If there’s one thing that no pregnancy guide or baby book can prepare you for it’s the shellshock you feel in those first few weeks of bringing your new baby home.
You have read the books, you’ve seen the magazines, you’ve spent most of your pregnancy surfing the internet for adages of advice on how to create the perfect nursery or what mummies keep in their baby changing bags, you’ve listened to the advice of scores of friends; you’ve even conquered childbirth.
Then you step out of the hospital and get in the car. You are alone (or with your partner) without the experts. Suddenly you are responsible; totally responsible for this tiny little creature you have created.
I remember with my first, an overwhelming worry that she would start crying and I wouldn’t be able to stop her. I mean sure I knew exactly what to do with a classroom full of unruly teenagers, and the teacher in me had read just about every baby manual known to man. But as my mum is all too fond of saying ‘Babies can’t read books’. Did I really know what I was doing?
In reality looking back, I didn’t have a clue. I had envisioned a maternity leave full of endless time, a spotlessly tidy house and beautifully prepared nutritious meals. I hadn’t followed the advice of friends who had warned me to fill the freezer with pre-made meals. After all, I spent all day looking after thirty children – how hard could one really be?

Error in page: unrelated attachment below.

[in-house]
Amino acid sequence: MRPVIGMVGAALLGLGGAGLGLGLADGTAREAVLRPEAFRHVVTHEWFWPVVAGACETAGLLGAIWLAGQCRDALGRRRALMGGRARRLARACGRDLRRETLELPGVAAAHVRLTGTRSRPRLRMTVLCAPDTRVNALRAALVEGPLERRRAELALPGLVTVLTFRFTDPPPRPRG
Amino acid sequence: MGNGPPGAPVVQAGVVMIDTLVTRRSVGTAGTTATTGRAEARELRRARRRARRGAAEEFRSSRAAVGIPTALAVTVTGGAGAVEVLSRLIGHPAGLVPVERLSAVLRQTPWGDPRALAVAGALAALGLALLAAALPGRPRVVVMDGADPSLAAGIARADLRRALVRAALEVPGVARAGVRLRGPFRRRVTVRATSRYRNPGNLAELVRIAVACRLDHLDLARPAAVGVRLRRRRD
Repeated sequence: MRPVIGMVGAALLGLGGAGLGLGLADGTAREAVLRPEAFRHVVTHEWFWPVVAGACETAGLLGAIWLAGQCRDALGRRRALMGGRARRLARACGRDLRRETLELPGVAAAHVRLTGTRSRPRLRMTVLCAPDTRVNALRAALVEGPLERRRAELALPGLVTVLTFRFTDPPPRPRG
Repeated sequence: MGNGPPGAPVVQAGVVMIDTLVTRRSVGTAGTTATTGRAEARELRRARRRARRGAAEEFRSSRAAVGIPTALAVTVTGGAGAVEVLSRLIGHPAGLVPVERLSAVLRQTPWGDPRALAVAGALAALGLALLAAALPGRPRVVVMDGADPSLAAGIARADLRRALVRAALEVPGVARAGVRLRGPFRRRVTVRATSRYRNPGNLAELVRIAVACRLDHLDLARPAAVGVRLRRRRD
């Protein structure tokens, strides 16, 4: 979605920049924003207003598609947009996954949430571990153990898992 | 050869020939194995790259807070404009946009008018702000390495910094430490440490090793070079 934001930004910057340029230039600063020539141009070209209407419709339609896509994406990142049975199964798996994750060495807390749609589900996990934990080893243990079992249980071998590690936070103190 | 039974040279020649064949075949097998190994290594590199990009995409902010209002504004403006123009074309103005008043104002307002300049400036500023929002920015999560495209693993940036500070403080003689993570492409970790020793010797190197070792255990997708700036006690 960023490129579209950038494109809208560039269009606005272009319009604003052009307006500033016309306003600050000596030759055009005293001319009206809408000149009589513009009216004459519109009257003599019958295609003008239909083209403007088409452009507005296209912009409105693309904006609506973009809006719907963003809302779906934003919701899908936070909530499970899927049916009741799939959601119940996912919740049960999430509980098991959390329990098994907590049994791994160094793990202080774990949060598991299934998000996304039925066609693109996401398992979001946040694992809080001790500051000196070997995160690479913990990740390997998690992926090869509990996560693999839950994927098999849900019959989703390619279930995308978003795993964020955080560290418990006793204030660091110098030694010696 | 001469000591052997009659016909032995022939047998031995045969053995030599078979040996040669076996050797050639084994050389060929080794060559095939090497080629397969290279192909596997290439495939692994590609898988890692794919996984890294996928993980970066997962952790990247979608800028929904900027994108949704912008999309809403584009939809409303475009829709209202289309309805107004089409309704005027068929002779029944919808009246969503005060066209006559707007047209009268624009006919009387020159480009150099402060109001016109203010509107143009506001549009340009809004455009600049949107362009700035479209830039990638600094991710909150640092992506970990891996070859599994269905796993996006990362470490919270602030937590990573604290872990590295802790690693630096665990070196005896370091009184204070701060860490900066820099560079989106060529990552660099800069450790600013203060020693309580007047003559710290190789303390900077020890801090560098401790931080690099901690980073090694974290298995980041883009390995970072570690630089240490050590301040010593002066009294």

No-one had warned me that she would only want to sleep on me, and that the second I put her down her little eyes would pop open and the three hour process of rocking her to sleep would begin. No one had told me that as beautiful and educational my baby gym was, my newborn would have the attention span of a gnat and if she lay there for ten seconds I would think it was an achievement, and certainly no-one had warned me how long it would be before I got to have a wee without someone else watching!
But no-one had also told me how miraculous she would be, how I would spend hours just watching her sleeping, how her adoring eyes would make eating microwavable cheese on toast (which can incidentally be made and eaten with one hand) seem without doubt worthwhile, how I would love her totally unconditionally, and more than anything no-one had told me just how quickly those precious moments would flash by.
Those early days pass by in a haze, a wonderful yet bleary phase, full of sleep deprivation and new experiences, full of questions and discoveries. A learning curve which is steeper than no other I’ve ever been on. The building of a new relationship; the getting to know your baby. It’s the nicest kind of shellshock there can ever be…